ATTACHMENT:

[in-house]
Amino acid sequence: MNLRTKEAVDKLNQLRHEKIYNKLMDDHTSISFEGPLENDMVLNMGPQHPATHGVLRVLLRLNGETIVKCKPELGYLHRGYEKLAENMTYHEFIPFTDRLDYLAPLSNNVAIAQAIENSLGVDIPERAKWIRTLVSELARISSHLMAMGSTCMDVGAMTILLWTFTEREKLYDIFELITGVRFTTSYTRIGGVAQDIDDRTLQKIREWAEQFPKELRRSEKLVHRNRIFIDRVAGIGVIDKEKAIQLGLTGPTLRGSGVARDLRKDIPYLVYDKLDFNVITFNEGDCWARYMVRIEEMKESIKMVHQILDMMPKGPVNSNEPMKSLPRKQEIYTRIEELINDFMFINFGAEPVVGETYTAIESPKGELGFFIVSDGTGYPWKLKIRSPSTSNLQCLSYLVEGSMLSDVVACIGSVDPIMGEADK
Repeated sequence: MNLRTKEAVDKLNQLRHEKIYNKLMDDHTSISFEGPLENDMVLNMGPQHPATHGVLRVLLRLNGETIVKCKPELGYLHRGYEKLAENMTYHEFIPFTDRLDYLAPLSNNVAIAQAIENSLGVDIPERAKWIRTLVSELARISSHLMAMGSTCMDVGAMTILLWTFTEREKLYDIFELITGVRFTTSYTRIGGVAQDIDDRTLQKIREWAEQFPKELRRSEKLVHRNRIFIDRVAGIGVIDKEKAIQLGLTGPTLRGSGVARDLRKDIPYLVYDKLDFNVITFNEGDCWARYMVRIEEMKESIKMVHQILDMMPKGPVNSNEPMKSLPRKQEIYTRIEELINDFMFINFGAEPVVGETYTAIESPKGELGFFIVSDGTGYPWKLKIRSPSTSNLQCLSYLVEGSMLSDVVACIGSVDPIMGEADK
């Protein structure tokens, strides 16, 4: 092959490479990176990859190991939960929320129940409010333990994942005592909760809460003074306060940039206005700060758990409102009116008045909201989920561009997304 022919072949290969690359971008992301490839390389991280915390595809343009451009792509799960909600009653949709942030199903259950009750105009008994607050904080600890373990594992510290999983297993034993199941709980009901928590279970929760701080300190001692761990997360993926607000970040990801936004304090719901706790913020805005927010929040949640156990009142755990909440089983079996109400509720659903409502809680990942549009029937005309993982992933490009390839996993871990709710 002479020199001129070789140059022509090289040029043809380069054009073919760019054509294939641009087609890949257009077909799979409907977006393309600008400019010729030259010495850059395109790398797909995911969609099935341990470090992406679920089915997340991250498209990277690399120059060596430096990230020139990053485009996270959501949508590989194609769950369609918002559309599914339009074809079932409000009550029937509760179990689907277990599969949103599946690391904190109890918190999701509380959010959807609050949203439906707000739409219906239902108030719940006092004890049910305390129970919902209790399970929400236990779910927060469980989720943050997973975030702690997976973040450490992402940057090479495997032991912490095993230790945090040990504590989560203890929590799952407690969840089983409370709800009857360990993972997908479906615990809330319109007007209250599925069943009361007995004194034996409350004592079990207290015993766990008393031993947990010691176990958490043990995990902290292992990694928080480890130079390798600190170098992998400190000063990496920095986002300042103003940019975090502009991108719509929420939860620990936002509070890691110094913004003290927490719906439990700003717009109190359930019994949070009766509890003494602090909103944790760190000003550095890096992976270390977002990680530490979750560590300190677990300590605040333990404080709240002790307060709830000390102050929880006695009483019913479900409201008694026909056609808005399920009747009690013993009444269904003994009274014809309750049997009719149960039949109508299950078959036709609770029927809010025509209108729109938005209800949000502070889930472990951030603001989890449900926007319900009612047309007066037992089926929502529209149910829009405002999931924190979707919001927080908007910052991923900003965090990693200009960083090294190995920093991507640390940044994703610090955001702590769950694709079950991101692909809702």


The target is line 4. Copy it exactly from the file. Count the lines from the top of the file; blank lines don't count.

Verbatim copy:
């Protein structure tokens, strides 16, 4: 092959490479990176990859190991939960929320129940409010333990994942005592909760809460003074306060940039206005700060758990409102009116008045909201989920561009997304 022919072949290969690359971008992301490839390389991280915390595809343009451009792509799960909600009653949709942030199903259950009750105009008994607050904080600890373990594992510290999983297993034993199941709980009901928590279970929760701080300190001692761990997360993926607000970040990801936004304090719901706790913020805005927010929040949640156990009142755990909440089983079996109400509720659903409502809680990942549009029937005309993982992933490009390839996993871990709710 002479020199001129070789140059022509090289040029043809380069054009073919760019054509294939641009087609890949257009077909799979409907977006393309600008400019010729030259010495850059395109790398797909995911969609099935341990470090992406679920089915997340991250498209990277690399120059060596430096990230020139990053485009996270959501949508590989194609769950369609918002559309599914339009074809079932409000009550029937509760179990689907277990599969949103599946690391904190109890918190999701509380959010959807609050949203439906707000739409219906239902108030719940006092004890049910305390129970919902209790399970929400236990779910927060469980989720943050997973975030702690997976973040450490992402940057090479495997032991912490095993230790945090040990504590989560203890929590799952407690969840089983409370709800009857360990993972997908479906615990809330319109007007209250599925069943009361007995004194034996409350004592079990207290015993766990008393031993947990010691176990958490043990995990902290292992990694928080480890130079390798600190170098992998400190000063990496920095986002300042103003940019975090502009991108719509929420939860620990936002509070890691110094913004003290927490719906439990700003717009109190359930019994949070009766509890003494602090909103944790760190000003550095890096992976270390977002990680530490979750560590300190677990300590605040333990404080709240002790307060709830000390102050929880006695009483019913479900409201008694026909056609808005399920009747009690013993009444269904003994009274014809309750049997009719149960039949109508299950078959036709609770029927809010025509209108729109938005209800949000502070889930472990951030603001989890449900926007319900009612047309007066037992089926929502529209149910829009405002999931924190979707919001927080908007910052991923900003965090990693200009960083090294190995920093991507640390940044994703610090955001702590769950694709079950991101692909809702």